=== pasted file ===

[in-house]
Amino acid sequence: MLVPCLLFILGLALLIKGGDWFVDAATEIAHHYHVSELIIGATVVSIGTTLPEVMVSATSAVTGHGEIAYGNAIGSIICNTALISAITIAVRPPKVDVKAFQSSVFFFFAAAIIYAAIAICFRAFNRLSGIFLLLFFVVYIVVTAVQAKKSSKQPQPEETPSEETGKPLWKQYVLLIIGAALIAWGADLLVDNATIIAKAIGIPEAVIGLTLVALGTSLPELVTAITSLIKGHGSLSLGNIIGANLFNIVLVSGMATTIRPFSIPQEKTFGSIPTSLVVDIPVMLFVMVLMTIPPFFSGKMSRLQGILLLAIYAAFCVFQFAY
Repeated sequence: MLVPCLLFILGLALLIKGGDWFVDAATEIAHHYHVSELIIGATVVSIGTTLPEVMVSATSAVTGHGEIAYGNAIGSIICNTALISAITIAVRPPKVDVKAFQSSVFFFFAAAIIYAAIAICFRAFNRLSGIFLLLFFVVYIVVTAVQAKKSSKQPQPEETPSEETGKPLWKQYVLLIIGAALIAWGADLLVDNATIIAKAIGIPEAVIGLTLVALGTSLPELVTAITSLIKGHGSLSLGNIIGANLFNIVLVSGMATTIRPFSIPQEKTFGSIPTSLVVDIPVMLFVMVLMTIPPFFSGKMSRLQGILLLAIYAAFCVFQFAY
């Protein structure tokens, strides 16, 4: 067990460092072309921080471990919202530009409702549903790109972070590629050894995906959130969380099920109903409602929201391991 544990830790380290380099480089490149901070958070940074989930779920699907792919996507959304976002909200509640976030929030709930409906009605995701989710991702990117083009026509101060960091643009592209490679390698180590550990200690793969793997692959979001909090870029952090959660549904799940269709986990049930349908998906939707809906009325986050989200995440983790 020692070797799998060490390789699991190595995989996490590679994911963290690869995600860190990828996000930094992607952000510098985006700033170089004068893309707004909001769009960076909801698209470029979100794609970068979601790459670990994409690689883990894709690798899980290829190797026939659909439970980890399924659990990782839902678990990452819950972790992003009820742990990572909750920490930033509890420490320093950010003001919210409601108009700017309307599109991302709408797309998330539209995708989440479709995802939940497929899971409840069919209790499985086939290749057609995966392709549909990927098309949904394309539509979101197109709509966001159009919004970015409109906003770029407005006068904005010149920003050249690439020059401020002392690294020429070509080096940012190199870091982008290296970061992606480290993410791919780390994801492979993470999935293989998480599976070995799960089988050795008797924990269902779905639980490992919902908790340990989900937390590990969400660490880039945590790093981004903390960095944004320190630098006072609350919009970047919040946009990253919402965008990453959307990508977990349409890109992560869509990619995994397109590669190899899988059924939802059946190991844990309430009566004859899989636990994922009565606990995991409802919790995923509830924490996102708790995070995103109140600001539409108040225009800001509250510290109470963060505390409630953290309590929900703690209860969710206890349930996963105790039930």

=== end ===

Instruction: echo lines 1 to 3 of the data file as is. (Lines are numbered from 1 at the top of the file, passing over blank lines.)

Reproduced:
[in-house]
Amino acid sequence: MLVPCLLFILGLALLIKGGDWFVDAATEIAHHYHVSELIIGATVVSIGTTLPEVMVSATSAVTGHGEIAYGNAIGSIICNTALISAITIAVRPPKVDVKAFQSSVFFFFAAAIIYAAIAICFRAFNRLSGIFLLLFFVVYIVVTAVQAKKSSKQPQPEETPSEETGKPLWKQYVLLIIGAALIAWGADLLVDNATIIAKAIGIPEAVIGLTLVALGTSLPELVTAITSLIKGHGSLSLGNIIGANLFNIVLVSGMATTIRPFSIPQEKTFGSIPTSLVVDIPVMLFVMVLMTIPPFFSGKMSRLQGILLLAIYAAFCVFQFAY
Repeated sequence: MLVPCLLFILGLALLIKGGDWFVDAATEIAHHYHVSELIIGATVVSIGTTLPEVMVSATSAVTGHGEIAYGNAIGSIICNTALISAITIAVRPPKVDVKAFQSSVFFFFAAAIIYAAIAICFRAFNRLSGIFLLLFFVVYIVVTAVQAKKSSKQPQPEETPSEETGKPLWKQYVLLIIGAALIAWGADLLVDNATIIAKAIGIPEAVIGLTLVALGTSLPELVTAITSLIKGHGSLSLGNIIGANLFNIVLVSGMATTIRPFSIPQEKTFGSIPTSLVVDIPVMLFVMVLMTIPPFFSGKMSRLQGILLLAIYAAFCVFQFAY